Cummings gets nod from caucus to take top Dem spot on Oversight panel

Rep. Elijah Cummings (D-Md.) faces the demanding and nearly impossible task of trying to rein in GOP plans to unleash hundreds of fresh investigations of Obama administration policies and programs.

House Democrats chose Cummings as their ranking member of the Oversight and Government Reform Committee Thursday over Rep. Carolyn Maloney (D-N.Y.) in a vote of 119-61, according to a Democratic source.

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The decision to promote Cummings to the top post was an attempt to counter the aggressive incoming Chairman Darrell Issa (R-Calif.), who has vowed to hold hundreds of hearings and launch new investigations into the bank bailouts, the stimulus funds and possibly the healthcare overhaul.

Cummings takes on the high-profile role just two days after Rep. Edolphus Towns (D-N.Y.), the top Democrat on the panel, surprised colleagues and committee staff by stepping down and endorsing Maloney, the next most senior member of the panel.

“What we have to do is make sure the committee stays true to its purpose, which is making sure that government agencies are operating well without waste and abuse,” Cummings said Thursday. “But we need to make sure not to go too far in abusing that purpose.”

Cummings stressed he would work with Issa where he could but said he did not want to see anything like what happened during the Clinton administration, when Republicans controlled the House and launched investigation after investigation into the administration, ultimately impeaching him.

He said his work for the last four years on the Transportation Committee’s subcommittee on the U.S. Coast Guard, where he monitored a $24 billion effort to modernize its aging fleets, helped prepare him for the role because he had to be tough but also work with the branch’s top brass to successfully transition to the new fleets.

The Maryland Democrat also said he would try to strengthen the lines of communication between his office and Issa’s and rebuild the frayed relations between Democrats and Republicans on the panel.

“The American people have sent a strong message that they want us to work together,” he said.

Issa, for his part, congratulated Cummings on his selection, and reminded him of his vocal and vigorous oversight of the Bush administration.

“I have no doubt that Elijah will continue to champion the cause of oversight and reform in government and work in concert with committee Republicans to root out the waste, fraud, abuse and mismanagement that has become institutionalized in the federal government," Issa said in a statement.

Even before Republicans won back the majority in the midterm elections, Democrats had been urging Towns to give up his gavel and allow Cummings to take the lead role on the committee. Cummings, a combative but shrewd senior member, could go toe-to-toe with Issa, Democrats privately argued, while Towns had let Issa outmaneuver and bully him on several occasions, including a clash over a probe into the Countrywide mortgage VIP program.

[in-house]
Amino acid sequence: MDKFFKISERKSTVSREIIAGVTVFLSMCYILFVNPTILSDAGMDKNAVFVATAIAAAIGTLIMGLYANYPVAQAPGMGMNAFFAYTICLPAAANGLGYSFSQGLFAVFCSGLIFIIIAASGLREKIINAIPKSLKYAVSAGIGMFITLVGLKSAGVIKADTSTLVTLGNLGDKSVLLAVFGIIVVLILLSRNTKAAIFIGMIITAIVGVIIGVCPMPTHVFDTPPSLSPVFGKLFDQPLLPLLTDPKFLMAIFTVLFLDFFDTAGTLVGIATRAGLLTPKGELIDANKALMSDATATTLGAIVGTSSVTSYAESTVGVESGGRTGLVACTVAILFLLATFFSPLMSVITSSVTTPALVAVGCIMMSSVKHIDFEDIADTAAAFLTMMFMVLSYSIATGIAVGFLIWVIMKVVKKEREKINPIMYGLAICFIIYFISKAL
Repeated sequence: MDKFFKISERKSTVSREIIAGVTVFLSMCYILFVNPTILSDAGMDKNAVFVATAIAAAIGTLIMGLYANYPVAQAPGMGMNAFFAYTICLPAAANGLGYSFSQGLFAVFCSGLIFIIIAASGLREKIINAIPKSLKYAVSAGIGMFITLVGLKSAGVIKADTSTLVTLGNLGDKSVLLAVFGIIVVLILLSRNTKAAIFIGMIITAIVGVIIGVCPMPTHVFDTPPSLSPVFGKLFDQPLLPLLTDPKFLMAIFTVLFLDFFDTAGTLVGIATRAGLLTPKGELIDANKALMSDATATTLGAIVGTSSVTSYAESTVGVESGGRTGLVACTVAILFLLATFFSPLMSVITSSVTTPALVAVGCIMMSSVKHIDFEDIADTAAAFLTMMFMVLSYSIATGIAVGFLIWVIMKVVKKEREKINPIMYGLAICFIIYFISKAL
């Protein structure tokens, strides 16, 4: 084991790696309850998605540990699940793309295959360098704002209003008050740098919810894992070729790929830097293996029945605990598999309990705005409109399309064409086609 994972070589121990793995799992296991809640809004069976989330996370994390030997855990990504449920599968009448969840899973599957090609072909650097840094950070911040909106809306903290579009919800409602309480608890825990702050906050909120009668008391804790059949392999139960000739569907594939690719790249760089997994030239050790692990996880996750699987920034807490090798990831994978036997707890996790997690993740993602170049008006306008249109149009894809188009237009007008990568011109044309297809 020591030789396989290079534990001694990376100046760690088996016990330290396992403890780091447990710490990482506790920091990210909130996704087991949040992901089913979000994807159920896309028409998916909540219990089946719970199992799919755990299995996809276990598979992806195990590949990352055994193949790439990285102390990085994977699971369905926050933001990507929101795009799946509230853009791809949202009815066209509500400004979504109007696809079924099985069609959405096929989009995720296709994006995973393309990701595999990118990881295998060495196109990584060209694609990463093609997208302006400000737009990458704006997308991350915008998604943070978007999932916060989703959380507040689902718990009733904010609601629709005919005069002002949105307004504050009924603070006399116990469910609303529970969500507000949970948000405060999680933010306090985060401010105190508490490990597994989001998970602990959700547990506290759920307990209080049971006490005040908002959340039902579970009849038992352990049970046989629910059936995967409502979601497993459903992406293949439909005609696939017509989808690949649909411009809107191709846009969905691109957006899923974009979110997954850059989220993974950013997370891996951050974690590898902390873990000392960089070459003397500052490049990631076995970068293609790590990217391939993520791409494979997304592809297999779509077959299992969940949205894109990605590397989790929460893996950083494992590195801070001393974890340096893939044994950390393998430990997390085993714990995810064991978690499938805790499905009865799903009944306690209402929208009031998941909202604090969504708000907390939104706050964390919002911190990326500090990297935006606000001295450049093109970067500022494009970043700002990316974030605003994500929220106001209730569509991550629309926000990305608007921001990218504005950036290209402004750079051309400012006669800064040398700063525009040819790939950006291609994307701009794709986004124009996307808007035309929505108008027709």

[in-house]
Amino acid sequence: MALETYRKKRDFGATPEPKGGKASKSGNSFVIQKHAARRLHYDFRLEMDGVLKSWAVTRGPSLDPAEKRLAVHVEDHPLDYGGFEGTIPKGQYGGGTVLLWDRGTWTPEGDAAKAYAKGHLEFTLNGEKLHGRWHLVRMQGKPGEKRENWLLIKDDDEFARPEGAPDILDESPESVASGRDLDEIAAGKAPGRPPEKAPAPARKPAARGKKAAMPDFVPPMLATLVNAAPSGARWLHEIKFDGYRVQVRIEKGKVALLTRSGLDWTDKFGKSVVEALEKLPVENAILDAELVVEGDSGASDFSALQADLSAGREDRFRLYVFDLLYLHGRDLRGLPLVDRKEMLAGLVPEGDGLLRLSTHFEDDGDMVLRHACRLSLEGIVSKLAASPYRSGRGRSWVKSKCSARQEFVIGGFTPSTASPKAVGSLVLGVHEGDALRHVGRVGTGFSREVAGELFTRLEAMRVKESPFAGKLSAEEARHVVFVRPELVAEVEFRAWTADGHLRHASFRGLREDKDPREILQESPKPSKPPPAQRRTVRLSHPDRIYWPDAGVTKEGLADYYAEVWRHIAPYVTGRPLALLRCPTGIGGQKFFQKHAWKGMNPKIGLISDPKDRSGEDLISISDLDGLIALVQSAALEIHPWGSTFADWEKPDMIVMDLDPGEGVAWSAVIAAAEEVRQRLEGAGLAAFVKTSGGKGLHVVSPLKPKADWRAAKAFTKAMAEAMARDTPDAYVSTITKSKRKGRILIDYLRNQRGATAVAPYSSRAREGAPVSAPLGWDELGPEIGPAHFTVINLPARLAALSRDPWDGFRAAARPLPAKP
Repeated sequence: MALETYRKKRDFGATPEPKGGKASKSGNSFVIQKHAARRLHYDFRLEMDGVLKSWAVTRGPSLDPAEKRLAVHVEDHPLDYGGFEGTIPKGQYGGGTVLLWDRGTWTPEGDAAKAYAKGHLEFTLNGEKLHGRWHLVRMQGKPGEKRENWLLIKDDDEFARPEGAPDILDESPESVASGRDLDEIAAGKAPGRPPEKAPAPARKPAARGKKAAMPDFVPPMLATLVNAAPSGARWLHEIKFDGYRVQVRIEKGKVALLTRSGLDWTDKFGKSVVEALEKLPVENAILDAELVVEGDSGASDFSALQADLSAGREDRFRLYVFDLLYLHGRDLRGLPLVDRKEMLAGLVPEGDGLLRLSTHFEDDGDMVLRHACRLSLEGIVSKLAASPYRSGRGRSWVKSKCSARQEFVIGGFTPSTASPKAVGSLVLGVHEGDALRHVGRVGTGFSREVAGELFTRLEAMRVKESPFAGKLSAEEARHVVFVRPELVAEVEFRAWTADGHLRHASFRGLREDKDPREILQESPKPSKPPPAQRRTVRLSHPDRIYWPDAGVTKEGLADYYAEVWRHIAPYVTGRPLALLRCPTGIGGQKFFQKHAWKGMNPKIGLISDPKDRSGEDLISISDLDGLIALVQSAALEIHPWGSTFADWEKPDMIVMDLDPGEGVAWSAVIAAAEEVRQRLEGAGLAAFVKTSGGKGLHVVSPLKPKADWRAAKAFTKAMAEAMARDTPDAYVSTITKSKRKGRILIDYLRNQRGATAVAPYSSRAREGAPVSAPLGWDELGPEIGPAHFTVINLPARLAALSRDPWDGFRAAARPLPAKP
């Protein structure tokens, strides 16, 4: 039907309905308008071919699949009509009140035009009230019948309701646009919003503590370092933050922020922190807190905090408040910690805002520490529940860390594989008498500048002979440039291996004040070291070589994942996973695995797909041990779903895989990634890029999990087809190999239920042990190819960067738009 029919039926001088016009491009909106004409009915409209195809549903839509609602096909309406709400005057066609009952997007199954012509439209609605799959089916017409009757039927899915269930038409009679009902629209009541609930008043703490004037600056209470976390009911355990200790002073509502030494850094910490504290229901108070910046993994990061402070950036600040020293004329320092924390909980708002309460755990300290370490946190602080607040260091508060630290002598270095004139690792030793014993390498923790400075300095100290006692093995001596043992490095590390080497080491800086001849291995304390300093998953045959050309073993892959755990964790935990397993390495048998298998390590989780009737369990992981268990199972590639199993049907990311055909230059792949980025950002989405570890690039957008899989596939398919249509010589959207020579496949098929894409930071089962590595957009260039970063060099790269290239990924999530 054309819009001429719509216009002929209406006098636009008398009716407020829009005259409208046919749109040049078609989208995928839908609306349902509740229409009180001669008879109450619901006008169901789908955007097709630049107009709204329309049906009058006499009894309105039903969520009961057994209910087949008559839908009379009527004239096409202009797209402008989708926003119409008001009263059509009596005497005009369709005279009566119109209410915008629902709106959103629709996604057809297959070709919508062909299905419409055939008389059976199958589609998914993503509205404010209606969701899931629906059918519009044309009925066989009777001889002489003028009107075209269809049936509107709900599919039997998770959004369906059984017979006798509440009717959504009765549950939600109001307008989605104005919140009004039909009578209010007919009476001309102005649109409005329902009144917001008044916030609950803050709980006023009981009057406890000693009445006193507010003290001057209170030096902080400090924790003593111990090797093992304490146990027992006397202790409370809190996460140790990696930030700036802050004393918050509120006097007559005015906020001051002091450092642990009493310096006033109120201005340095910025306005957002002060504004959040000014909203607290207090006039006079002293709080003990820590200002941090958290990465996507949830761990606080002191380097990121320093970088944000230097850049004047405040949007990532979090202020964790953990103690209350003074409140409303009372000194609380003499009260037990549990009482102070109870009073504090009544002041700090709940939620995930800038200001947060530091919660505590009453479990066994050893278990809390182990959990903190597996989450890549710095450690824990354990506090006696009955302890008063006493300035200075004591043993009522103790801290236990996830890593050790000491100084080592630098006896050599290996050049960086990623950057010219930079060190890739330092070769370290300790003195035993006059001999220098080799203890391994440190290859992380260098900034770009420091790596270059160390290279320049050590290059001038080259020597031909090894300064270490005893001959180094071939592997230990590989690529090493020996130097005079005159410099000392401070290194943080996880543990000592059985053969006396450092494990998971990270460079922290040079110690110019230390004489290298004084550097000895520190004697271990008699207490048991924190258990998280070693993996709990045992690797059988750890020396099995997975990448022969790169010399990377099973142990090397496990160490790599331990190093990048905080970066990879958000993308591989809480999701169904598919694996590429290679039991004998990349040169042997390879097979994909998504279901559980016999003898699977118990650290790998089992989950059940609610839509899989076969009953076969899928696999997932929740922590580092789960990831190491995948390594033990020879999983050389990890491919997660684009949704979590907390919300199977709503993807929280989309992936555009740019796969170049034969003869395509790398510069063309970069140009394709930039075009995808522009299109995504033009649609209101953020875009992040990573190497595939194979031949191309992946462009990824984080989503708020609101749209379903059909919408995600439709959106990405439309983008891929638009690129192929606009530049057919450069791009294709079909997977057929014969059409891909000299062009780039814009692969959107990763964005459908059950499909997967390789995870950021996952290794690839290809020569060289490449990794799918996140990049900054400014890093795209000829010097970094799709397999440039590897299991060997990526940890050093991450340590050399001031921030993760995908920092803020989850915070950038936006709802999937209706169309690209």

Towns and Cummings are both members of the Congressional Black Caucus, so handing the gavel to Cummings would maintain the number of CBC members in leadership positions.

Yet, Towns did not relinquish the top post until Speaker Nancy Pelosi (D-Calif.) and Majority Whip James Clyburn (D-S.C.), a senior CBC member, met with him earlier this week and asked him to step down. It was clear by the end of the week that Towns was stung by the coup. He sent Pelosi a terse letter Wednesday complaining about her decision to push him aside and demanding to retain membership on the Oversight committee as well as seniority on the Energy and Commerce panel.

The decision to topple Towns also undermined previous CBC arguments for respecting seniority on committees, and some of its members worried that the move could hurt future arguments in favor of letting seniority dictate committee leadership down the road.

“It may make sense for this committee and be okay right now, but I think it’s going to hurt us in the future,” remarked an aide to a CBC member.

Maloney quickly pointed to the apparent CBC flip-flop as she campaigned hard for the post. She sent a lengthy letter to the steering committee touting her accomplishments and the fact that she would be the first woman to serve in the minority’s top spot on the committee. The entire New York delegation and several liberal women’s groups publicly backed Maloney.

Reps. Jim MoranJames (Jim) Patrick MoranLawmakers toast Greta Van Susteren's new show Star-studded cast to perform play based on Mueller report DC theatre to host 11-hour reading of the Mueller report MORE (D-Va.), Henry Waxman (D-Calif.), a previous chair of the Oversight and Government Reform panel, and George Miller (D-Calif.) spoke on behalf of Cummings during a closed-door steering committee meeting, emphasizing his strengths — that he is extremely articulate, well-prepared and doesn’t back down from a fight.

“We need someone as strong as possible to go up against Issa, who has said he is going to issue [hundreds of] investigations and subpoenas in his first few months,” Moran said in an interview. “[Cummings] doesn’t back down even when he’s up against the kind of relentless pressure.”

Rep. John Lewis (D-Ga.) called Cummings “a fighter and a real warrior,” noting his tendency to work late into the evening to ensure he is prepared and conversant on the intricacies of issues.

Rep. Jerrold Nadler (D-N.Y.) nominated Maloney and spoke on her behalf.

Afterward, he said he was “somewhat surprised” by the lopsided 33-18 vote in favor of Cummings and called the vote a “blow” to the seniority system Democrats usually abide by when determining ranking member slots.


—This story was last updated at 11:38 a.m. on Dec. 17.